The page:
On SQL Server 2014+ if your log file is currently at 3gb with 1mb growth size set and 100mb of space needed it will allocate 1 VLF per growth so rather than the 400 VLFs created before 2014 you will instead get 100 VLFs (Still not ideal).

Let’s create a new database and run a simple query to see how many VLFs it’s created with…

CREATE DATABASE VlfDemo
GO
USE VlfDemo
GO

/*Get Count of VLFs*/
SELECT 
   COUNT(l.database_id) AS 'VLFs'
FROM 
   sys.databases s
   CROSS APPLY sys.dm_db_log_info(s.database_id) l
WHERE  
   [name] = 'VlfDemo'
GROUP BY 
   [name], s.database_id

Depending on SQL version and default settings the numbers may vary slightly but on my system this new database has 4 VLFs. Let’s now change the transaction logs auto growth size to 1mb (This is not a good idea in the real world). On my system this defaults at a 64mb growth size for new databases….

ALTER DATABASE VlfDemo MODIFY FILE ( NAME = N'VlfDemo_Log',  FILEGROWTH = 1000kb)

Let’s now create a demo table with a char 6000 field, I’m using char to force space to be used in the transaction log…

CREATE TABLE LogFileGrower
(
   Id INT PRIMARY KEY IDENTITY,
   LongName CHAR(6000)
)

Now lets insert a load of data to get that transaction log working…

INSERT INTO LogFileGrower (LongName)
SELECT 
   'HelloWorld'
FROM 
   master.dbo.spt_values s1
   CROSS JOIN master.dbo.spt_values s2
WHERE 
   s2.number < 100

Firstly you will probably notice this query is quite slow, we’re growing the transaction log in increments that are far too small causing constant file growths. On my laptop this took 3 minutes to complete. If we then run the above query to get the count of VLFs again, assuming you’re on 2014+ you’ll see we now have 7081 VLFs (Even more if you’re on < SQL Server 2014).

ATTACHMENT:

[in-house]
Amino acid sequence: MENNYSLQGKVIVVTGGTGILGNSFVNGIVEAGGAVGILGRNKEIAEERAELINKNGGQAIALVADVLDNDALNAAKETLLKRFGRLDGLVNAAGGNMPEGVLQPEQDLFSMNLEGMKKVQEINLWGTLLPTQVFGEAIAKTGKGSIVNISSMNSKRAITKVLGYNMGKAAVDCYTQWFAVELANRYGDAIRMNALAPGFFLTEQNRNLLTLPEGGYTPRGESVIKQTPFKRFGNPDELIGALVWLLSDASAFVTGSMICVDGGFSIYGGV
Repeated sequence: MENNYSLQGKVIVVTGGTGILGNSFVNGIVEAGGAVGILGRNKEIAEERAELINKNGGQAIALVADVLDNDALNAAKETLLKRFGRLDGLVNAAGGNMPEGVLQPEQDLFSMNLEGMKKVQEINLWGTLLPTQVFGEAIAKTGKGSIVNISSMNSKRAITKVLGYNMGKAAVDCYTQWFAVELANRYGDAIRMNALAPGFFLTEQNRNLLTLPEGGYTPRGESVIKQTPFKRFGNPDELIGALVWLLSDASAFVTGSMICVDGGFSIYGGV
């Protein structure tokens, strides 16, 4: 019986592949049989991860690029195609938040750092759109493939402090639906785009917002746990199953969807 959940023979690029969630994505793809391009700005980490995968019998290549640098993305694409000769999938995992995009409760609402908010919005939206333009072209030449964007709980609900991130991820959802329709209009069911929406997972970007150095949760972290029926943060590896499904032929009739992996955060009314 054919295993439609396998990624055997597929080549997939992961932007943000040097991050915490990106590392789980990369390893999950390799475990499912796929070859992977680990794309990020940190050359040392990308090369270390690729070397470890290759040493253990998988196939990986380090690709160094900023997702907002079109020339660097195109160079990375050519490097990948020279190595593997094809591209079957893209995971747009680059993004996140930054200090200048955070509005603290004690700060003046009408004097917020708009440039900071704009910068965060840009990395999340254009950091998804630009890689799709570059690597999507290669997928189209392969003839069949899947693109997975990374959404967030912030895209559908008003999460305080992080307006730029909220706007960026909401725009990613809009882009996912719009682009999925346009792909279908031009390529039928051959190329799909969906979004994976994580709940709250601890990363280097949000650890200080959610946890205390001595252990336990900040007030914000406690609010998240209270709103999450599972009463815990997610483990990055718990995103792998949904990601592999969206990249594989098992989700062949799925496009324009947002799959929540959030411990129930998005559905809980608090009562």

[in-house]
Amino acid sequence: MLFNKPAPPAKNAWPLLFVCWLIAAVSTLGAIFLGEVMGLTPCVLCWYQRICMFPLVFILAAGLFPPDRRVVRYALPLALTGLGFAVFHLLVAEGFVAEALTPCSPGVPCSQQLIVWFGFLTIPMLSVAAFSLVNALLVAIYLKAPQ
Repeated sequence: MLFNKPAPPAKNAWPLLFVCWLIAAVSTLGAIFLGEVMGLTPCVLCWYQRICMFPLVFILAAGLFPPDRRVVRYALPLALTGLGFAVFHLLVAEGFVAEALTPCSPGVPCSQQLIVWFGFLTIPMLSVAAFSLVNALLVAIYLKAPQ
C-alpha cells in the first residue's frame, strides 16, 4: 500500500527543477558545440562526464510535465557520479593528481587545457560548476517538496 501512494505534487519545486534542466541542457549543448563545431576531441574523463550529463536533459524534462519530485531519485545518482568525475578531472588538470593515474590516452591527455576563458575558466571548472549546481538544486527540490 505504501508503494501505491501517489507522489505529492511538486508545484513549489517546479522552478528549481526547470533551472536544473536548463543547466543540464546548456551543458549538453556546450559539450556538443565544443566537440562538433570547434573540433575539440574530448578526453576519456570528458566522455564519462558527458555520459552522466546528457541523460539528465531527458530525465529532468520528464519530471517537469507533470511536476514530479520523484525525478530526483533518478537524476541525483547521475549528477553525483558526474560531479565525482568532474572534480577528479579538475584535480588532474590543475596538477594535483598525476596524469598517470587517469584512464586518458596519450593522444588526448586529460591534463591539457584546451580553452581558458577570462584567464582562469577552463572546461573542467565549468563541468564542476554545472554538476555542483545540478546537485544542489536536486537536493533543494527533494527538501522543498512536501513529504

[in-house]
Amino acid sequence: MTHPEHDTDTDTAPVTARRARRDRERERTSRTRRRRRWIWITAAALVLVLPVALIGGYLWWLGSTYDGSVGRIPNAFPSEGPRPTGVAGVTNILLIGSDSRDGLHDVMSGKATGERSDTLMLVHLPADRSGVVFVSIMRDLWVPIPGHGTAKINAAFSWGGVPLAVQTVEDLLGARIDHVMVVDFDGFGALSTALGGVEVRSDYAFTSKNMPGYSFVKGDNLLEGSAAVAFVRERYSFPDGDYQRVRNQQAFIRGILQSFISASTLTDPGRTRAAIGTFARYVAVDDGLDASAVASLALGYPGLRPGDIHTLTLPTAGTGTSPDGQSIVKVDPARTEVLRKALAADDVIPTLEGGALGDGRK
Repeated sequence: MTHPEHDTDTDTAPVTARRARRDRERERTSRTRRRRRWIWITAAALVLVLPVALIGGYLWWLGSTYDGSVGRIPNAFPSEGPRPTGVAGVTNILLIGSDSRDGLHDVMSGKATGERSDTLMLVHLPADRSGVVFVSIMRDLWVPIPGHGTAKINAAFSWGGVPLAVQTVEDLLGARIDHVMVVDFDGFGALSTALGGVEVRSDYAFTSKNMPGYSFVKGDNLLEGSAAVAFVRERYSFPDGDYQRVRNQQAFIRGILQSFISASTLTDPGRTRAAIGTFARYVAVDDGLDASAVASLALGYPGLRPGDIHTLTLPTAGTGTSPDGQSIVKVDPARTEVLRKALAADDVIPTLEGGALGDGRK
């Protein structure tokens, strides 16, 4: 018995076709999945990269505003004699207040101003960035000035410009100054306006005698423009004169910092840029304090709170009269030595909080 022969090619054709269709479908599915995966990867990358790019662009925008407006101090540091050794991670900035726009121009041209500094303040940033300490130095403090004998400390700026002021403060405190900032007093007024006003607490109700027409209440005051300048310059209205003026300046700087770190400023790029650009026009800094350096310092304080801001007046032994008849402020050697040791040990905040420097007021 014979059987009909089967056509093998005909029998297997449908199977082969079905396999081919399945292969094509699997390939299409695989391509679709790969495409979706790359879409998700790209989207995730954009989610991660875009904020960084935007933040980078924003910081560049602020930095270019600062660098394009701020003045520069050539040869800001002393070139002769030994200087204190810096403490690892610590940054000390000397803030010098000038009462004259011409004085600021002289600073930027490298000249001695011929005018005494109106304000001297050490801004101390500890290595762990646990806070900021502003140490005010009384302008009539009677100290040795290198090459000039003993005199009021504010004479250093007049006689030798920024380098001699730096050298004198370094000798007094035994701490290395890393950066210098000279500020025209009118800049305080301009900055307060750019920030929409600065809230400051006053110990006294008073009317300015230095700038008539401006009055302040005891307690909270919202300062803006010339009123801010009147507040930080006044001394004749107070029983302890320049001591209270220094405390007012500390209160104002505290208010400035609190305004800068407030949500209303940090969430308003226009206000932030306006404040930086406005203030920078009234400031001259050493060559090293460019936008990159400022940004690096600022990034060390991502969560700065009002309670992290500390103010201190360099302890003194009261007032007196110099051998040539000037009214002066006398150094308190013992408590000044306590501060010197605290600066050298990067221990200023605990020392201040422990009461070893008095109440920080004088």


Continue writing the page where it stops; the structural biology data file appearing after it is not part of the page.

For reference if you drop the database and recreate but this time set the growth size to 100mb on 2014+ you’ll end up with 131 VLFs and on my laptop the same insert went from 3 minutes down to 1 minute (Mainly due to far less auto growths occurring than the amount of VLFs). So we can see from this already that high VLFs will slow down our writes that cause file growths. This can largely be mitigated by setting sensible file growths of even an initial file size for your environment and recovery model.

There are also some other fairly large impacts of large VLF counts. Namely slow backup/restore and recovery times for transaction logs. For example when a SQL Server comes online it performs a recovery process on each databases that looks for incomplete transactions and rolls them back, this process can be massively slower if your VLF counts have gotten out of hand.

In answer to how many VLFs is too many, it really depends. I try to aim for < 200 with alarm bells seriously ringing when I see systems in the thousands. At a previous company we had an unplanned power outage on one of our SQL Servers and when it came back up SQL Server took about half hour to bring a database back online that had somehow assigned itself 15,000 VLFs.

Lowering the VLF Count

If you have a database with a lot of VLFs firstly you need to correct the cause, this will normally involve changing the auto growth size as we did above. Then to lower the count we need to backup the transaction log if we’re in full recovery and run shrinkfile on the log file.

BACKUP DATABASE VlfDemo TO DISK='nul'
BACKUP LOG VlfDemo TO DISK='nul'
DBCC SHRINKFILE (N'VlfDemo_log' , 0, TRUNCATEONLY)

The ‘nul’ backup location just means don’t save anything to disk, I’m just using it to force the database to think it’s been backed up. NEVER use this on a realy system. After running this if you run the query to get the count of VLF’s again you can see we’re back to 4. You may also want to then set the initial filesize of the log back to the value it was before you ran the shrink as that’ll save it having to auto grow several times to get back to where it needs to be. This can be done like this…

/*Set size to 1gb*/
ALTER DATABASE VlfDemo MODIFY FILE ( NAME = N'VlfDemo_Log',  Size = 1000000kb)